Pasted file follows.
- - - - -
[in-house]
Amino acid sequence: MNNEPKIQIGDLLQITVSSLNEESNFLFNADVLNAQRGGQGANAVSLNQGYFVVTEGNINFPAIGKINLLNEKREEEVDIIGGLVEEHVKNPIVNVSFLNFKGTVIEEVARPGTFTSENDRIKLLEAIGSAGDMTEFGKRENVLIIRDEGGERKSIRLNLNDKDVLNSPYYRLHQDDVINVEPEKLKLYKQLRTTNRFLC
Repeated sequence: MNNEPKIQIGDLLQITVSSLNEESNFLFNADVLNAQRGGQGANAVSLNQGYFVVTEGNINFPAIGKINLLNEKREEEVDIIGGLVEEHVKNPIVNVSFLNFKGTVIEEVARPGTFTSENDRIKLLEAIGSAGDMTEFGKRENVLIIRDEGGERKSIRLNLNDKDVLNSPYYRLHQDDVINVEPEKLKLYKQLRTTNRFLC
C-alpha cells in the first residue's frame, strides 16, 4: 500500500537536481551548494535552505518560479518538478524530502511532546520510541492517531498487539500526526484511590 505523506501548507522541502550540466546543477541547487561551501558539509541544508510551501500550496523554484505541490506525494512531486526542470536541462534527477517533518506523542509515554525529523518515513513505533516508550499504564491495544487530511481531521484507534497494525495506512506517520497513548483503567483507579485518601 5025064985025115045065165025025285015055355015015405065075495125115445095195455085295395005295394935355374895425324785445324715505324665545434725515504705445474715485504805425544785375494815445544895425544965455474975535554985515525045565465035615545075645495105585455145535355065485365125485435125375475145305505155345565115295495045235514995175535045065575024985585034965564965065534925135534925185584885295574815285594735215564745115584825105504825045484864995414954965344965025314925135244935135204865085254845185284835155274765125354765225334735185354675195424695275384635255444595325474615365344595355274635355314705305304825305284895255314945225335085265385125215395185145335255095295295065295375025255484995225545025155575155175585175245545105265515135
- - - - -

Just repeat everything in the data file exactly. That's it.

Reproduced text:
[in-house]
Amino acid sequence: MNNEPKIQIGDLLQITVSSLNEESNFLFNADVLNAQRGGQGANAVSLNQGYFVVTEGNINFPAIGKINLLNEKREEEVDIIGGLVEEHVKNPIVNVSFLNFKGTVIEEVARPGTFTSENDRIKLLEAIGSAGDMTEFGKRENVLIIRDEGGERKSIRLNLNDKDVLNSPYYRLHQDDVINVEPEKLKLYKQLRTTNRFLC
Repeated sequence: MNNEPKIQIGDLLQITVSSLNEESNFLFNADVLNAQRGGQGANAVSLNQGYFVVTEGNINFPAIGKINLLNEKREEEVDIIGGLVEEHVKNPIVNVSFLNFKGTVIEEVARPGTFTSENDRIKLLEAIGSAGDMTEFGKRENVLIIRDEGGERKSIRLNLNDKDVLNSPYYRLHQDDVINVEPEKLKLYKQLRTTNRFLC
C-alpha cells in the first residue's frame, strides 16, 4: 500500500537536481551548494535552505518560479518538478524530502511532546520510541492517531498487539500526526484511590 505523506501548507522541502550540466546543477541547487561551501558539509541544508510551501500550496523554484505541490506525494512531486526542470536541462534527477517533518506523542509515554525529523518515513513505533516508550499504564491495544487530511481531521484507534497494525495506512506517520497513548483503567483507579485518601 5025064985025115045065165025025285015055355015015405065075495125115445095195455085295395005295394935355374895425324785445324715505324665545434725515504705445474715485504805425544785375494815445544895425544965455474975535554985515525045565465035615545075645495105585455145535355065485365125485435125375475145305505155345565115295495045235514995175535045065575024985585034965564965065534925135534925185584885295574815285594735215564745115584825105504825045484864995414954965344965025314925135244935135204865085254845185284835155274765125354765225334735185354675195424695275384635255444595325474615365344595355274635355314705305304825305284895255314945225335085265385125215395185145335255095295295065295375025255484995225545025155575155175585175245545105265515135